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Length: 61 mins
Not exactly a new concept in our extended realm, the subject specific DVD treatment, but a first for MMA- UFC posterboy Chuck Liddell was always going to be the logical first choice for a memoir-driven shiny circle. For all the criticisms one can level at modern day WWE, their ability to knock up a mean DVD package is undeniable, and herein lies the yardstick for Zuffa’s initial attempt at cashing in on one man’s popularity, for reasons that will become apparent…
So, just how does “Ultimate Iceman” fare on it’s own merits? Alas, the prognosis is not good. The Biography Channel are surely salivating at the prospect of an impending hand-me-down for the alcoholics, unemployable & angry loners (thanks, Homer) to wrap their early afternoon/late evening ADD-riddled minds around, but I’m afraid that anyone who knows no more than what the initials MMA stand for is going to be looking for much more depth & insight than the documentary portion of this project offers up.
Liddell is an amiable, likeable guy…. yeah, we generally get that impression from interviews & the like. He’s dedicated, has a strong work ethic, yadda, yadda…. well, he managed to attain the status of UFC champion, so that’s pretty much a given. His list of knock-out wins is something of a who’s who- Couture, Randleman, Belfort, Sobral, Ortiz- a grain of knowledge that anyone willing to part with actual cash for this piece is going to be equipped with beforehand. Are we imparted with any new information whatsoever? Well, apparently Liddell has a degree in accountancy- I never knew that. After this, I’m struggling…
The narrative wheels out any & every cliché you’d care to name. The childhood chapter? Check. Glowing appraisals from family, mentors, employers & contemporaries? Check. Schmaltzy sentimentalism at the point in the timeline where the hero attains his lifelong goal? Cheick F***ing Kongo. A brief snippet of unusual San Luis Abispo training ground “The Pit” gets the intrigue levels going, but neither the facility nor Chuck’s training regimen is unveiled in anything that begins to even loosely resemble depth, which is a huge letdown, as this might’ve gone a way to saving the piece. Indeed, the coverage/explanation of Liddell’s journey to the Octagon is staggeringly pathetic: he was a good high school athlete, he approached his current day trainer with a view to getting started in martial arts, decided he wanted to pursue fighting as a career, his mother said “Go for it”, he made his UFC debut…. that’s it! Staggering sapience & detail, I’m sure you’ll agree. The biggest notables of the bio are simply thus: the mild amusement caused by Liddell’s family constantly referring to him as “Charlie”, and the resounding burial of Tito Ortiz by all & sundry (regarding the 2002/3 shenanigans, where the perceived wisdom was that then-Light Heavyweight champion Ortiz was “ducking” Liddell). Oh, and the soundtrack isn’t too shabby, either.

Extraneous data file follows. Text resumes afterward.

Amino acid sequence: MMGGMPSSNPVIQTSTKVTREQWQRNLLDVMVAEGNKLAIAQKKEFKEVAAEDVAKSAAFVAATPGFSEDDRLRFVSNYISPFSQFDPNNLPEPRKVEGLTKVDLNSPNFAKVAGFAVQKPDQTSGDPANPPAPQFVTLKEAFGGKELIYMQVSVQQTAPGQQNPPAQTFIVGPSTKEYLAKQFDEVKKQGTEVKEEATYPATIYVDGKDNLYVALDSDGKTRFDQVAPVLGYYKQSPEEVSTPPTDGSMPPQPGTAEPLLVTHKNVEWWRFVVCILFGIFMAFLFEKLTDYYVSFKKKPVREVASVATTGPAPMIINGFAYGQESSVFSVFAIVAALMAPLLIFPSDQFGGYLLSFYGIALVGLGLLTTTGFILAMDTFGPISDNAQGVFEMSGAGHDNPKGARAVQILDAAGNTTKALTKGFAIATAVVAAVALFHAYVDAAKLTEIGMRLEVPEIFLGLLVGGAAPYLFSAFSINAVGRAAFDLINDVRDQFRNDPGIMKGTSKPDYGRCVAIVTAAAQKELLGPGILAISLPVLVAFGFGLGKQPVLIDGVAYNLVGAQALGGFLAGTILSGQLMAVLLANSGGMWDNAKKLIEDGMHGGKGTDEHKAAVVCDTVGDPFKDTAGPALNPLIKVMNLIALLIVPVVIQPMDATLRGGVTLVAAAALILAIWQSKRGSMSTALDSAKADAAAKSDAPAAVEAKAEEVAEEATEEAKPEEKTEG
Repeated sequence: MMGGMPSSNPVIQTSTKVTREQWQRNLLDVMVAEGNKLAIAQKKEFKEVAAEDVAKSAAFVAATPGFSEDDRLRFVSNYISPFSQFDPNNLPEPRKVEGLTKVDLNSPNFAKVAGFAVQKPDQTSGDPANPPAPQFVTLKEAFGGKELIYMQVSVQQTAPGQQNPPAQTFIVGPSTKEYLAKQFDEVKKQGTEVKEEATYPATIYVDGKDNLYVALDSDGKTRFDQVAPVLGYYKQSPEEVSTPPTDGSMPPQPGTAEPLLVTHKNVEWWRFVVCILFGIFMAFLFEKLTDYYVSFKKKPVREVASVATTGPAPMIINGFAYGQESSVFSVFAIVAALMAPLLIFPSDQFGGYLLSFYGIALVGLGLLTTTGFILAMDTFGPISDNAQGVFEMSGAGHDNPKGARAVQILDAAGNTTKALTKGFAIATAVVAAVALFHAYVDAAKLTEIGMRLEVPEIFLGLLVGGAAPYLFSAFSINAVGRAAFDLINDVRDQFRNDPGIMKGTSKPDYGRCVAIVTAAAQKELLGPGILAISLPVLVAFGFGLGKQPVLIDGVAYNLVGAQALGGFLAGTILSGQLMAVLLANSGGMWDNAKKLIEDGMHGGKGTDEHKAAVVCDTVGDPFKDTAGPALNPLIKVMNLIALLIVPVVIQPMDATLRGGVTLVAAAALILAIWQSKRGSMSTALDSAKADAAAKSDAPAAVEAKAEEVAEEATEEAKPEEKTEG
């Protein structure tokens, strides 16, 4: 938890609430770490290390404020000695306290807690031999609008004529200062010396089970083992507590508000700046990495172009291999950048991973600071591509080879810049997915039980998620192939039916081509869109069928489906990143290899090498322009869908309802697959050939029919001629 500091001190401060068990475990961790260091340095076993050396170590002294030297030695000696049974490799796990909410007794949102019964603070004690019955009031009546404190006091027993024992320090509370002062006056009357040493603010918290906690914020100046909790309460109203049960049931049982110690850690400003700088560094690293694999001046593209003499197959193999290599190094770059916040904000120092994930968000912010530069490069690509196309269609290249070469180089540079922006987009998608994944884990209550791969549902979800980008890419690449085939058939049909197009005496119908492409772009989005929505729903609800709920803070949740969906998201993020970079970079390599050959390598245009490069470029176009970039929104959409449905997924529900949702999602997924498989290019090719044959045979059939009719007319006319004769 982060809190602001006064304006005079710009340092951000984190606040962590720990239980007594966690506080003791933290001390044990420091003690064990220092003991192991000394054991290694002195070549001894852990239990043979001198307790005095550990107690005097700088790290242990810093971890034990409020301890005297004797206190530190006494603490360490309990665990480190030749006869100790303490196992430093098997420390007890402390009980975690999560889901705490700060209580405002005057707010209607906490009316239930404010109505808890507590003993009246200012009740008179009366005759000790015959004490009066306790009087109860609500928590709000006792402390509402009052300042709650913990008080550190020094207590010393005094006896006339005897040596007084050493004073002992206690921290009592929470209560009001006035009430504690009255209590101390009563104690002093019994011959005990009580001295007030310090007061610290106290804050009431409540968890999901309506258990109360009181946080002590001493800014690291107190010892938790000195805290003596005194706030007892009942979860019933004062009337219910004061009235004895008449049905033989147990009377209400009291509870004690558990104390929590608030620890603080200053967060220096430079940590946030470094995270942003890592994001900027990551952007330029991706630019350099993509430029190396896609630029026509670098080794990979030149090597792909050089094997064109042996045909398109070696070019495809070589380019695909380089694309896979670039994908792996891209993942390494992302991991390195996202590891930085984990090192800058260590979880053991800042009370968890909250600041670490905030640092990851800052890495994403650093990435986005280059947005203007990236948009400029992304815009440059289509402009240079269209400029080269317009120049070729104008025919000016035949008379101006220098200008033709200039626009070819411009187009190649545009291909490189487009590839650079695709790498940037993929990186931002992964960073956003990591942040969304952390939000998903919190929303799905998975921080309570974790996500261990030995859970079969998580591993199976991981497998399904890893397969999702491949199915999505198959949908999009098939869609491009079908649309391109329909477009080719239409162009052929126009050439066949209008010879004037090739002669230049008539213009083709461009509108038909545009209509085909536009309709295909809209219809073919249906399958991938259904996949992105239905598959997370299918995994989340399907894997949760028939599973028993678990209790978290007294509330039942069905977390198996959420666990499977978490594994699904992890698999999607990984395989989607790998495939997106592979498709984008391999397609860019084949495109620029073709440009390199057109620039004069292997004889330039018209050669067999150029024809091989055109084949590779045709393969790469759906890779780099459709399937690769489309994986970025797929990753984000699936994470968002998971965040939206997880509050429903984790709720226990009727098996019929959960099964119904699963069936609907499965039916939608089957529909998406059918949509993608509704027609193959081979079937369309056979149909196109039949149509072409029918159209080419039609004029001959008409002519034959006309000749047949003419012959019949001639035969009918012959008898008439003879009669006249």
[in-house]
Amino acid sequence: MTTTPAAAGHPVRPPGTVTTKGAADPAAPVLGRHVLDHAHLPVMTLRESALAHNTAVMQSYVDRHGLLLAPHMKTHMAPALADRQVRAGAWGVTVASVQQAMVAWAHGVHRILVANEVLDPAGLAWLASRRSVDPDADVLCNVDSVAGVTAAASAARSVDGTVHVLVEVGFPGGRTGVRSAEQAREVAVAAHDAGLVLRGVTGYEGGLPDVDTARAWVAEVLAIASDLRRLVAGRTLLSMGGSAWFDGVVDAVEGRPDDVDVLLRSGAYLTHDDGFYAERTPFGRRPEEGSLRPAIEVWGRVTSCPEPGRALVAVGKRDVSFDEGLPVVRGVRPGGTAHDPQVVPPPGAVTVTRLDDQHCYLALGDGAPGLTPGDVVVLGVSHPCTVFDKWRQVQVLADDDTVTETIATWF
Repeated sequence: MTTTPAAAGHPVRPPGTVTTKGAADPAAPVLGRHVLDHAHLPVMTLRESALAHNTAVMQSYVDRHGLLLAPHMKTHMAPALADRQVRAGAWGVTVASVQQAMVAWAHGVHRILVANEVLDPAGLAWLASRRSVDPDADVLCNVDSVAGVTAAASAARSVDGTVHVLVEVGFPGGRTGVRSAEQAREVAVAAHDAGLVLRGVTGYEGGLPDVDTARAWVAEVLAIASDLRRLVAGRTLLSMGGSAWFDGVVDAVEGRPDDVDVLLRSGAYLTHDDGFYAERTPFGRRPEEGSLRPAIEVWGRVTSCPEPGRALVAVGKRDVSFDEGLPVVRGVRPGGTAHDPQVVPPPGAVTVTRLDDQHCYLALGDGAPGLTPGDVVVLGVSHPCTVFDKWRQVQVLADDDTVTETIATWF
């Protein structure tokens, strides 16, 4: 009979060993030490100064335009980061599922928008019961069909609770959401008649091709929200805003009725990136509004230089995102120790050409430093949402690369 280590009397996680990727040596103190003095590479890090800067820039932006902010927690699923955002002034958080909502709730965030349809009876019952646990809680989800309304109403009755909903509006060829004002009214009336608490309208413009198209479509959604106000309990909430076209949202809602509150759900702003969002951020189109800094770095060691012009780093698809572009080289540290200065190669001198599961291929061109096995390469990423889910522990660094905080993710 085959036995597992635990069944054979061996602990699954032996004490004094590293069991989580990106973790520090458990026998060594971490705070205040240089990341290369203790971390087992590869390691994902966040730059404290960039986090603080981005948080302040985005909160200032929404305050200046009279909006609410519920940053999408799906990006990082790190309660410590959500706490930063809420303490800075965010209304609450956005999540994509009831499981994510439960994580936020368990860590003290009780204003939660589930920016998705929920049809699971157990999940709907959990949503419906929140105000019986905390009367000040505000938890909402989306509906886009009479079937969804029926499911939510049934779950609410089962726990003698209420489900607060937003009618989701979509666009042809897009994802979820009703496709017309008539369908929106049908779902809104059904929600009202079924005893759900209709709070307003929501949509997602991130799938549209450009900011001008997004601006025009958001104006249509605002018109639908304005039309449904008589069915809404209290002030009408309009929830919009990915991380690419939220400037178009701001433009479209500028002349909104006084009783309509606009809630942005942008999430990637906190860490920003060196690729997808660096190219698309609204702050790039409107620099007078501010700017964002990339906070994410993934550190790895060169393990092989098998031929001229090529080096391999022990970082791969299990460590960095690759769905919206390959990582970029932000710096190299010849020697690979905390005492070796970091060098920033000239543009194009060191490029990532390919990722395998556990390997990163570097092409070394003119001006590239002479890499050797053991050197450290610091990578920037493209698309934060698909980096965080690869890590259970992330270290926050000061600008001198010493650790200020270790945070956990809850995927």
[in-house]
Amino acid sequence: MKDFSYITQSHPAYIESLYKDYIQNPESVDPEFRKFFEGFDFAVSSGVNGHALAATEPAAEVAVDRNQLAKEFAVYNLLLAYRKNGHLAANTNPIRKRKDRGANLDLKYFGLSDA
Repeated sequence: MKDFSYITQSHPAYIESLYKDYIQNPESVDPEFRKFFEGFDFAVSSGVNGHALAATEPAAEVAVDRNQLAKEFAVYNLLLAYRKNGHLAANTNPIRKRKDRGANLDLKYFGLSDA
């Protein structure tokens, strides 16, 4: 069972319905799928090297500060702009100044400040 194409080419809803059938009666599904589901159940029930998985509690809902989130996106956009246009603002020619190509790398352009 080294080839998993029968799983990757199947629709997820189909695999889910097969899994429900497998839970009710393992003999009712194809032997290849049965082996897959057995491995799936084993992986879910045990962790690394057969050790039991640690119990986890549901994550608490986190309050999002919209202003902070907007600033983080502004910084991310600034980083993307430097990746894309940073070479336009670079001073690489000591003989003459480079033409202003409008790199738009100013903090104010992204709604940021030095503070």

It was up to the extras to save the set, then. Ooops….. there aren’t any. I’m not kidding; no championship win in it’s entirety (nor any single full outing from his lengthy career), no significant pre or post fight press conference footage, no featurette on warm-up rituals or similar, not so much as a poxy video montage of knockouts. No siree, it’s the main feature, and that’s your lot. Unbelievable.
The UFC may well be murdering WWE in the Pay Per View buyrate department, but the braintrust at Zuffa could certainly do with giving Titan’s commercial department a bell for a few pointers. I’d wager that even the staunchest Chuck Liddell uber-fan will watch this once before leaving it to gather dust forevermore. “Ultimate Iceman” is a catastrophic waste of an opportunity. Avoid like an invitation from Mirko Cro Cop to “step outside”.
Points: 1 / 10